Conservative and reformist elements of the Iranian political machine clashed on Tuesday when a judge condemned WhatsApp and Instagram just weeks after a proposed ban on WhatsApp was overturned by Iran’s president.
A court in the Fars province in southern Iran summoned Facebook CEO Mark Zuckerberg in response to “many citizens’ complaints” about the privacy violations of two Facebook-owned applications, Instagram and WhatsApp, Iran’s semiofficial ISNA news agency reported on Tuesday.
Ruhollah Momen-Nasab, an information-technology official with the paramilitary Basij organization, called for “the Zionist director of Facebook” or his attorney to appear in the Iranian court to defend Facebook and pay possible damages. Zuckerberg is unlikely to visit Iran to stand trial: The United States and Iran do not have an extradition agreement, and the Facebook CEO has no incentive to voluntarily appear in court.
Instagram, a photo-sharing service, and WhatsApp, an instant-messaging application, are often blocked in Iran, and some social-media services such as Facebook, YouTube, and Twitter are almost always banned. Despite these Internet filters, high-level Iranian officials such as President Hassan Rouhani, Foreign Minister Javad Zarif, and even Supreme Leader Ali Khamenei are active on social media, and many Iranians use proxy services to circumvent government filters.
Inconsistent messaging within Iran over social media is representative of a persistent struggle in the country between reform-minded Rouhani and the hard-line politicians who oppose him. Rouhani challenged a ban on WhatsApp that was originally proposed in early May, unwilling to block a widely used service without an alternative in place. “We should see the cyberworld as an opportunity,” the Iranian president said earlier this month. “Why are we so shaky? Why don’t we trust our youth?”
Another explanation for Iran’s attempted ban on WhatsApp and other messaging services is that the country’s telecommunications industry is trying to protect its pocketbook. The national Telecommunications Company of Iran has lost revenue to messaging services such as WhatsApp, BBC Persian reports, and could be applying pressure to maintain its hold over Iranians’ communications.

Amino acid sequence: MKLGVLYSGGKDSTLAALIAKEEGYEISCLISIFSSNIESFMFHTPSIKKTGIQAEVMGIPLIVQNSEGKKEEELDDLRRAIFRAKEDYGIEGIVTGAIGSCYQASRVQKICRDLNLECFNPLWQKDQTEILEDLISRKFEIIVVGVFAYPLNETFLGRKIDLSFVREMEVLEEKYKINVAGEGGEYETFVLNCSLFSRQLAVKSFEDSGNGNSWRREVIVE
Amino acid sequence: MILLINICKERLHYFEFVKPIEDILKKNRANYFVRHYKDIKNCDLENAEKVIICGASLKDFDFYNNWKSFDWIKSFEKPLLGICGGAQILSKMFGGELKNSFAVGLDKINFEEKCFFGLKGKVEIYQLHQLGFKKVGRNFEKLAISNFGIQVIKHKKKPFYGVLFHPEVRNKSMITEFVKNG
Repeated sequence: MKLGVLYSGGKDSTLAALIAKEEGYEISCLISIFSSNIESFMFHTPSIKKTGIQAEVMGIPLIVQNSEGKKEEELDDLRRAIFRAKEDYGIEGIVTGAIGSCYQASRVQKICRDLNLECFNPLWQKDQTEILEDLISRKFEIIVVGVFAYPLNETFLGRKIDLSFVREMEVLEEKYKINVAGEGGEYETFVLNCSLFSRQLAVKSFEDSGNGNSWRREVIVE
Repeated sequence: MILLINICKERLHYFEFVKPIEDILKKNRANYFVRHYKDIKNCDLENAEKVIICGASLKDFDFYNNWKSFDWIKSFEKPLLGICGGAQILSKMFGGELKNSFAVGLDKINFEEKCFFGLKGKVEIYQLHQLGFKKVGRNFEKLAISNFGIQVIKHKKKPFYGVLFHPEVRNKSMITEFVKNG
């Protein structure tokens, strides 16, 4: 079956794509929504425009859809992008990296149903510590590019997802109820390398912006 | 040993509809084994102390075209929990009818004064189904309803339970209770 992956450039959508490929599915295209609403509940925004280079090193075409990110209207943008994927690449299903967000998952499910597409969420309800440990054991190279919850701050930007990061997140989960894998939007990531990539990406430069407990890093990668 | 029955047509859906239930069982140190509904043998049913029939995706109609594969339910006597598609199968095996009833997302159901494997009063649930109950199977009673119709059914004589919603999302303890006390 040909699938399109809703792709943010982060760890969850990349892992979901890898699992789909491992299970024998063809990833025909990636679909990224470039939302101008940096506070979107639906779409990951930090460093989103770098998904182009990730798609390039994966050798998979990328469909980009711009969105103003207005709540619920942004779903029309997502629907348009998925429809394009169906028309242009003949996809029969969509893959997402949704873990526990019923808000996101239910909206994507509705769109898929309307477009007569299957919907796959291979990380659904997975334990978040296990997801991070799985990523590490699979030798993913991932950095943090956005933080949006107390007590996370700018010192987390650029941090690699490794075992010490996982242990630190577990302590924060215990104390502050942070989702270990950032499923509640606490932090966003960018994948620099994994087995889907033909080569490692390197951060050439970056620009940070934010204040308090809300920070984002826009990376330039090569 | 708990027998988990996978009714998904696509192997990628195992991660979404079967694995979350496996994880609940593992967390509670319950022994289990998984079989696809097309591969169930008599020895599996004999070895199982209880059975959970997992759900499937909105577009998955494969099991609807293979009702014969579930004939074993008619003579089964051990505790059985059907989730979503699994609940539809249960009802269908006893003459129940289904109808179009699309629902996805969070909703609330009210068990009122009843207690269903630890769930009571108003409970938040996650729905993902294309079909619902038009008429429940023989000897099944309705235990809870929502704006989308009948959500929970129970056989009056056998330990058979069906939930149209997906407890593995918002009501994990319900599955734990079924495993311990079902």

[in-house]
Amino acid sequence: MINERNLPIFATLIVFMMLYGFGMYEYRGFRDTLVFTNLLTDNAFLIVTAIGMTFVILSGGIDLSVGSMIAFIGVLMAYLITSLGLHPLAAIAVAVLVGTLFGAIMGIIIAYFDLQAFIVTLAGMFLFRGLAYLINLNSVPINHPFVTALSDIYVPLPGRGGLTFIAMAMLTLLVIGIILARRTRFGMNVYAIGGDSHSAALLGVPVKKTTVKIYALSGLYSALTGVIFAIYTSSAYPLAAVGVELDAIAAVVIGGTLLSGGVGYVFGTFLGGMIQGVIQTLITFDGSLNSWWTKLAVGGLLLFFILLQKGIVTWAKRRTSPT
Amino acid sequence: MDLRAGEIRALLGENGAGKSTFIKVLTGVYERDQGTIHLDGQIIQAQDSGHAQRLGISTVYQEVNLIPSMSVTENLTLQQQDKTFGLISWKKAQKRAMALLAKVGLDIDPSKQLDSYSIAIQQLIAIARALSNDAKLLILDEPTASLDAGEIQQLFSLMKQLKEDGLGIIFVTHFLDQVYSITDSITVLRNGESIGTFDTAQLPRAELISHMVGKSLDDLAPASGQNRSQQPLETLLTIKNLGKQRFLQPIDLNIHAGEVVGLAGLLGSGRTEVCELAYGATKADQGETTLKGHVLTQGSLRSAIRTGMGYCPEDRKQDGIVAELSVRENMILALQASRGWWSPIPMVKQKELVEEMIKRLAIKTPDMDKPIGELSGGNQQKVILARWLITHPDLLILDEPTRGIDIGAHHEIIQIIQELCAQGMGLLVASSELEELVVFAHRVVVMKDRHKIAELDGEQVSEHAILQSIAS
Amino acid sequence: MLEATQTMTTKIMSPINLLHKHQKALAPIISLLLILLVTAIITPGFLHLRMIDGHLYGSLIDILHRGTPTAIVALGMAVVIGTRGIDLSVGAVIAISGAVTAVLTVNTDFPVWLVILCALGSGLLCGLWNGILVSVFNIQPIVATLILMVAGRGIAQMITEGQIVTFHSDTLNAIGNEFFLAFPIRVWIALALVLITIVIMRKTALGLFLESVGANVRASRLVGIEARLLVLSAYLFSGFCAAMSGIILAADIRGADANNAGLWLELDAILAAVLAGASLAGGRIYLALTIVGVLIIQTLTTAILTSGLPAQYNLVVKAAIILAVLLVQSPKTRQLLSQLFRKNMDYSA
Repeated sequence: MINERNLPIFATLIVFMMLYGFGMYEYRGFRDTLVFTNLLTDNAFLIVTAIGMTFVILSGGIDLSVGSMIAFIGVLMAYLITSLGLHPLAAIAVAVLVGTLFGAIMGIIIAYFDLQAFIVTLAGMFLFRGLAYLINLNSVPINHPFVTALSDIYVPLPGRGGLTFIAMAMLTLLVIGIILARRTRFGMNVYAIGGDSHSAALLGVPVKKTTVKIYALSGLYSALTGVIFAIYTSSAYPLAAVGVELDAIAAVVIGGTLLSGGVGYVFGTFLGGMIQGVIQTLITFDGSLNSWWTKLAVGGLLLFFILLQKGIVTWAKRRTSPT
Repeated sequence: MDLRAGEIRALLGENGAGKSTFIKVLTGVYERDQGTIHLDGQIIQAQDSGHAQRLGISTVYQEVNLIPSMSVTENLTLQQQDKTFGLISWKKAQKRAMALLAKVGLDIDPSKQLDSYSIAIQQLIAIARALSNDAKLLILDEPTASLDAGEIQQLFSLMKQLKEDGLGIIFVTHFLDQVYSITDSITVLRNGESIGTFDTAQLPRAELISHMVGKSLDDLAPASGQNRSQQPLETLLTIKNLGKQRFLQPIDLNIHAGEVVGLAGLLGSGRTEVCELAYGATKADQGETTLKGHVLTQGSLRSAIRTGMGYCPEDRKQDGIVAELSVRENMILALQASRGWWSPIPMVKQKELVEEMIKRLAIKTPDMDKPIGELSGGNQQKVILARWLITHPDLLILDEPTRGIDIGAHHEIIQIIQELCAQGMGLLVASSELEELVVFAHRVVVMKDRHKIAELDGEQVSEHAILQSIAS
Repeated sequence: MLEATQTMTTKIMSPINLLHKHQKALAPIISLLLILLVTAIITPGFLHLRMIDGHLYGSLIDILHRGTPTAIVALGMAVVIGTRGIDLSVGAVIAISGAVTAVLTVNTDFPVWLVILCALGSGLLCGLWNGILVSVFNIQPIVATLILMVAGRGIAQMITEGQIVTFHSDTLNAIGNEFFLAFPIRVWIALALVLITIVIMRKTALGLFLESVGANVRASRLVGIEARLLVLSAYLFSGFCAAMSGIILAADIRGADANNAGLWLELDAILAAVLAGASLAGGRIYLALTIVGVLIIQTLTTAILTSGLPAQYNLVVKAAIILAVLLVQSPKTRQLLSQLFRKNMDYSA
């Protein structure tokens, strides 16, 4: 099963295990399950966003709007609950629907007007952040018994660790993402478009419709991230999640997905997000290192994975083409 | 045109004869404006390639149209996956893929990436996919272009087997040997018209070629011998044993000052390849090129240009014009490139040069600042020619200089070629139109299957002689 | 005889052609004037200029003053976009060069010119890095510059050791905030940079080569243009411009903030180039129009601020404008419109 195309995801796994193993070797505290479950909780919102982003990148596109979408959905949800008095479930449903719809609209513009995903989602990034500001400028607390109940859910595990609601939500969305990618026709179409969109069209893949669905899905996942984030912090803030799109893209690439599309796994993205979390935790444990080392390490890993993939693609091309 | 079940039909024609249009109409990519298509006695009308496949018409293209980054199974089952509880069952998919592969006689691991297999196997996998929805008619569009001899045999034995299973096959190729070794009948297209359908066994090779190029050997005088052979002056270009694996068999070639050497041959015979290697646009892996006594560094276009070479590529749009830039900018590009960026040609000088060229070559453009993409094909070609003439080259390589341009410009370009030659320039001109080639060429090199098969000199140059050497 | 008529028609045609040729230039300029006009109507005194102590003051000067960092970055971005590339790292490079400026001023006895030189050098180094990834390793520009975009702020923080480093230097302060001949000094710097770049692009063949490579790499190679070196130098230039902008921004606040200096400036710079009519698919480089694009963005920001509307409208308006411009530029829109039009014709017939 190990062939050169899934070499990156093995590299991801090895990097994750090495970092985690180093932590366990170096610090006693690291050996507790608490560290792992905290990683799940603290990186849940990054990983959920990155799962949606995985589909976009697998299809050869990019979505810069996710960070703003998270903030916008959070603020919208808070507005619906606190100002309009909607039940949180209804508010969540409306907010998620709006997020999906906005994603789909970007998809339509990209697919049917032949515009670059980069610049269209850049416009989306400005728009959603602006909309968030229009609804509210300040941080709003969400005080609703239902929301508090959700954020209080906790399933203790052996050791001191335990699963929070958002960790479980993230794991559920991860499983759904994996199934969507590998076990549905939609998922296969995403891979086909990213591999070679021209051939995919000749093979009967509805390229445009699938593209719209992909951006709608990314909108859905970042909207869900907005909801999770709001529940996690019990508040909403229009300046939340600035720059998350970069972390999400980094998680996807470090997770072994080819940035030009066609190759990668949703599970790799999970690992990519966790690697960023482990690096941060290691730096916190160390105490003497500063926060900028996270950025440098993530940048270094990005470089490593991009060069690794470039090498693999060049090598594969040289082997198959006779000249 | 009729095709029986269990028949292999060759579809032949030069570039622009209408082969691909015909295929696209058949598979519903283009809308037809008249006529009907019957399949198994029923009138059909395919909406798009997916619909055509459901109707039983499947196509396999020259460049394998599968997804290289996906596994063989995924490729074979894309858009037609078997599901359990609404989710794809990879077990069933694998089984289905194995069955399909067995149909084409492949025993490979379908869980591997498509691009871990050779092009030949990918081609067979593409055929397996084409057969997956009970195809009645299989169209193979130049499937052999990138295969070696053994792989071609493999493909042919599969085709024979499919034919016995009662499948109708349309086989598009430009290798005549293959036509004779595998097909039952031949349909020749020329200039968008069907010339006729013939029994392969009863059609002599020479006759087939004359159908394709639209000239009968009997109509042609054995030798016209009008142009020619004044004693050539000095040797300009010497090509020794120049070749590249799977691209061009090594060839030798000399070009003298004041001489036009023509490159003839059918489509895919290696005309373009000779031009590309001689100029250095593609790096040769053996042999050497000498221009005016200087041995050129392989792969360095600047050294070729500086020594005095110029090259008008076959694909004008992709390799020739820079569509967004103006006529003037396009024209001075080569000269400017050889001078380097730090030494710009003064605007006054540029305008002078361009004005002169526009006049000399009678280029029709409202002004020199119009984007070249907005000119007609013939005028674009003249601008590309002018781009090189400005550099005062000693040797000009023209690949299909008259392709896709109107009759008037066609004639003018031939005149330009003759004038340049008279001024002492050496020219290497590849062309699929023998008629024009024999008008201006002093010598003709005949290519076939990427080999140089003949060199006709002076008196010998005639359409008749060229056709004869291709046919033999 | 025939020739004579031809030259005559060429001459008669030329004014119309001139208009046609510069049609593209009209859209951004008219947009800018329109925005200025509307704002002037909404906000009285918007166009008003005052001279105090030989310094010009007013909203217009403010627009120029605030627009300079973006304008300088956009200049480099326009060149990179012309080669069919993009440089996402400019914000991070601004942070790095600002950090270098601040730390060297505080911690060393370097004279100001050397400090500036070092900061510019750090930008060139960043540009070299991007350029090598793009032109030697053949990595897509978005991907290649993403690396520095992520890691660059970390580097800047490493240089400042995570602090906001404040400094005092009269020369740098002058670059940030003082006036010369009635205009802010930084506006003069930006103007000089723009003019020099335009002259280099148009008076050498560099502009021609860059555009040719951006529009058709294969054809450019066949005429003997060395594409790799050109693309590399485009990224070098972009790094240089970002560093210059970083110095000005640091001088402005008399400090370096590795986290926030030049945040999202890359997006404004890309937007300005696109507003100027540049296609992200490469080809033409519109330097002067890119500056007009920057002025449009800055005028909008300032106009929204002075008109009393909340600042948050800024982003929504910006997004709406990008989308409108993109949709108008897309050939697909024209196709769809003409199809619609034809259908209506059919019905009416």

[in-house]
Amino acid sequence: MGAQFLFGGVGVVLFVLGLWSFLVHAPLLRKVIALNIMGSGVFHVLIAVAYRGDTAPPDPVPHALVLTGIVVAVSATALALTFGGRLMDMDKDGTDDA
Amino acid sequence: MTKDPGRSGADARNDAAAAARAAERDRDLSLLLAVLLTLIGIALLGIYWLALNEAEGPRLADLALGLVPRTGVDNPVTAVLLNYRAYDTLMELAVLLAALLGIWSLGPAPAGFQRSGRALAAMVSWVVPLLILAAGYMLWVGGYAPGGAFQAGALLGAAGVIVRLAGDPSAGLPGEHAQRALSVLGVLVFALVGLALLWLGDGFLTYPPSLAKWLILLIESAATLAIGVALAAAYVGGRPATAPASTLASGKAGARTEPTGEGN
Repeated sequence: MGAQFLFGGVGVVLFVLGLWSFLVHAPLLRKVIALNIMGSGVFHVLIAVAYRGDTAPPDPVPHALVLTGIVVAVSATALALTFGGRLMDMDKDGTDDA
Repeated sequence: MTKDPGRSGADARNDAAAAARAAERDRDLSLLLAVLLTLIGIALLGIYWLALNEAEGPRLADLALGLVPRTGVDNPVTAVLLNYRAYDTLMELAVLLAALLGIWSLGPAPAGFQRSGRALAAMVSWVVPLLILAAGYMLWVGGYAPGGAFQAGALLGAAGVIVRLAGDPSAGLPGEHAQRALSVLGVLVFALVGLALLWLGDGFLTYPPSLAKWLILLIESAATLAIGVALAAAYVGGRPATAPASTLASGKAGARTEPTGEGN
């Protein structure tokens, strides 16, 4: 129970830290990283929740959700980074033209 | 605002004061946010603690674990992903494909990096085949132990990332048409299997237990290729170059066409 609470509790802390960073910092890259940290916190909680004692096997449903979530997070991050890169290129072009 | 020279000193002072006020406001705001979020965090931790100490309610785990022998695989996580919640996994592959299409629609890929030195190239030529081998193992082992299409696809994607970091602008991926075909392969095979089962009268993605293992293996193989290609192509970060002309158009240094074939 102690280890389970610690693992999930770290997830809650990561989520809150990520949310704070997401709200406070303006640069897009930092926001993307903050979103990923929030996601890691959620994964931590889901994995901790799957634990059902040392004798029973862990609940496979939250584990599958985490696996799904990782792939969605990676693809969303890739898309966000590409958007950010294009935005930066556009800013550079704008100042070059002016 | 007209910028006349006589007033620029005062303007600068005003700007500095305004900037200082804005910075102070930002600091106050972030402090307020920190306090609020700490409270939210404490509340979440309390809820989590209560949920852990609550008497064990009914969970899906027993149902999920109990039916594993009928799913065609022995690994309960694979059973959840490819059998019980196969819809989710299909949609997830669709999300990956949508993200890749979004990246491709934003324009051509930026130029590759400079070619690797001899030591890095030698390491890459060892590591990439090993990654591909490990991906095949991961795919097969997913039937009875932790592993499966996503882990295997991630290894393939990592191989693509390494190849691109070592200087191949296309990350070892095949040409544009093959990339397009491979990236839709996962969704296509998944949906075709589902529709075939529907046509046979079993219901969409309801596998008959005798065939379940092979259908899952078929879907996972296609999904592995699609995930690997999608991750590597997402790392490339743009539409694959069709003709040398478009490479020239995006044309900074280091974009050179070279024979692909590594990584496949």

As Iranian politicians work out their differences, then, Zuckerberg might do well to avoid the scenic Fars province.
What We're Following See More »
The Commission on Presidential Debates put out a statement today that gives credence to Donald Trump's claims that he had a bad microphone on Monday night. "Regarding the first debate, there were issues regarding Donald Trump's audio that affected the sound level in the debate hall," read the statement in its entirety.
"A video of Donald Trump testifying under oath about his provocative rhetoric about Mexicans and other Latinos is set to go public" as soon as today. "Trump gave the testimony in June at a law office in Washington in connection with one of two lawsuits he filed last year after prominent chefs reacted to the controversy over his remarks by pulling out of plans to open restaurants at his new D.C. hotel. D.C. Superior Court Judge Brian Holeman said in an order issued Thursday evening that fears the testimony might show up in campaign commercials were no basis to keep the public from seeing the video."
No matter that his recall of foreign leaders leaves something to be desired, Gary Johnson is the choice of the Chicago Tribune's editorial board. The editors argue that Donald Trump couldn't do the job of president, while hitting Hillary Clinton for "her intent to greatly increase federal spending and taxation, and serious questions about honesty and trust." Which leaves them with Johnson. "Every American who casts a vote for him is standing for principles," they write, "and can be proud of that vote. Yes, proud of a candidate in 2016."
"By all means vote, just not for Donald Trump." That's the message from USA Today editors, who are making the first recommendation on a presidential race in the paper's 34-year history. It's not exactly an endorsement; they make clear that the editorial board "does not have a consensus for a Clinton endorsement." But they state flatly that Donald Trump is, by "unanimous consensus of the editorial board, unfit for the presidency."